The Navajo Generating Station, a 2250 megawatt coal-fired power plant on the Navajo Indian Reservation near Page, Arizona, is scheduled to shut down in 2019.
The smokestacks of the Navajo Generation Station rise 775 feet from the sere landscape of the Navajo Nation in northern Arizona, just three miles away from the serpentine, stagnant blue wound in sandstone known as Lake Powell. Red-rock cliffs and the dark hump of Navajo Mountain loom in the background.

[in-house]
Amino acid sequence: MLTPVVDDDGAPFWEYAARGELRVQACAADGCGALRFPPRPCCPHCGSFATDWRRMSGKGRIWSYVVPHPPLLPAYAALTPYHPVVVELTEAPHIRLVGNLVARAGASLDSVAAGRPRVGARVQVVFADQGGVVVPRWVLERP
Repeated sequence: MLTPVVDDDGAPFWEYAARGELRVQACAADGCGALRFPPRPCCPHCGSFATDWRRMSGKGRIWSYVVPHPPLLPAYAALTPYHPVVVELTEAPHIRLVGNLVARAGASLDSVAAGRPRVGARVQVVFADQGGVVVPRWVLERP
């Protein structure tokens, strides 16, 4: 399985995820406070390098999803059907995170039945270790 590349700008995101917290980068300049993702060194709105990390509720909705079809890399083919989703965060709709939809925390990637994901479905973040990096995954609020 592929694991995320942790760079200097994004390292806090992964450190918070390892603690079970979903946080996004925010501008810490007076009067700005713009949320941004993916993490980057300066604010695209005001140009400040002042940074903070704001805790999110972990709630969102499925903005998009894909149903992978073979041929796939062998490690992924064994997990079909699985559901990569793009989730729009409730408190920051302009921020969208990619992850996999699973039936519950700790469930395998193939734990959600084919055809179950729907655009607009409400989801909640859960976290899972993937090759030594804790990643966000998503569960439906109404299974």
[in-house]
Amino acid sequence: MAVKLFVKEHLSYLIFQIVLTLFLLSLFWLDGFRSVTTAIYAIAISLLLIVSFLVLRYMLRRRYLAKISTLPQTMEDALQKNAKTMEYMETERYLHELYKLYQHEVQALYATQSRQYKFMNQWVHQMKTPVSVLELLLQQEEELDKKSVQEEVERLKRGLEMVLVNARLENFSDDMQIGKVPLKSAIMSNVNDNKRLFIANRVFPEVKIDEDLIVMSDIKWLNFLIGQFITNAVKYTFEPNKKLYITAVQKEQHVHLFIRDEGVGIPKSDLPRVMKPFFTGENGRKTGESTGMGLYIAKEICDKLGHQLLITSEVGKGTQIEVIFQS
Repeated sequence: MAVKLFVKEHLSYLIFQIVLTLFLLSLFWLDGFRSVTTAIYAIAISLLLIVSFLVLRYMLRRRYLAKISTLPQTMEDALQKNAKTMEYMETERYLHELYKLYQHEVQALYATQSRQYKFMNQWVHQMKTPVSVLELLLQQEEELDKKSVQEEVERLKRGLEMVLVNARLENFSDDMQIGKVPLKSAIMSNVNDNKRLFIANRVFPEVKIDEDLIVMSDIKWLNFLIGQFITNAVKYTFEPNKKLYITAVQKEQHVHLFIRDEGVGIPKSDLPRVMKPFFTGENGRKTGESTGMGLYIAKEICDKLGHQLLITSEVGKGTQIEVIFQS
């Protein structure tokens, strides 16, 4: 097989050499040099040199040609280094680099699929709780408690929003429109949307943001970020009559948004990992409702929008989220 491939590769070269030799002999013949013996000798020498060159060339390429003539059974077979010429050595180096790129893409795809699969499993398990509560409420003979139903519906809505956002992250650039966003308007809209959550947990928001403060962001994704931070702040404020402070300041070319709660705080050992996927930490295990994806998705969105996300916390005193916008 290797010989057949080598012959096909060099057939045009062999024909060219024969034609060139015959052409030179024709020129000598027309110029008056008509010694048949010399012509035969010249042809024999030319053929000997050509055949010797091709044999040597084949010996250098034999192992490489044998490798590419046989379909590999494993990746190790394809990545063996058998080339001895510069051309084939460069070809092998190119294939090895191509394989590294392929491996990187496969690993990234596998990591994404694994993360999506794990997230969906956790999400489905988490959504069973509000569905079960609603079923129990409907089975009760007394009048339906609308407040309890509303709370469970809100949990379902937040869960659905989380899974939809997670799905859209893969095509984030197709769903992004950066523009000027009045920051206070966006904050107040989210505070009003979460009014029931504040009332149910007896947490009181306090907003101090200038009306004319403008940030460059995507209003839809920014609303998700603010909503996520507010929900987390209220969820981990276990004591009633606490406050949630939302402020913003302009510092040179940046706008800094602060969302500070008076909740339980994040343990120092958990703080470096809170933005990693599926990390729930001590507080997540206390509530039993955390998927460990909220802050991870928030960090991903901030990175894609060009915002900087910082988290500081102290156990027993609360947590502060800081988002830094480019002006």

Since construction began in 1969, the coal plant and its associated mine on Black Mesa have provided millions of dollars to the Navajo and Hopi tribes and hundreds of jobs to local communities, as well as electricity to keep the lights on and air conditioners humming in the metastasizing cities of Phoenix, Tucson, Las Vegas and Los Angeles. Yet they also stand as symbols of the exploitation of Native Americans, of the destruction of the land and the sullying of the air, all to provide cheap power to the Southwest.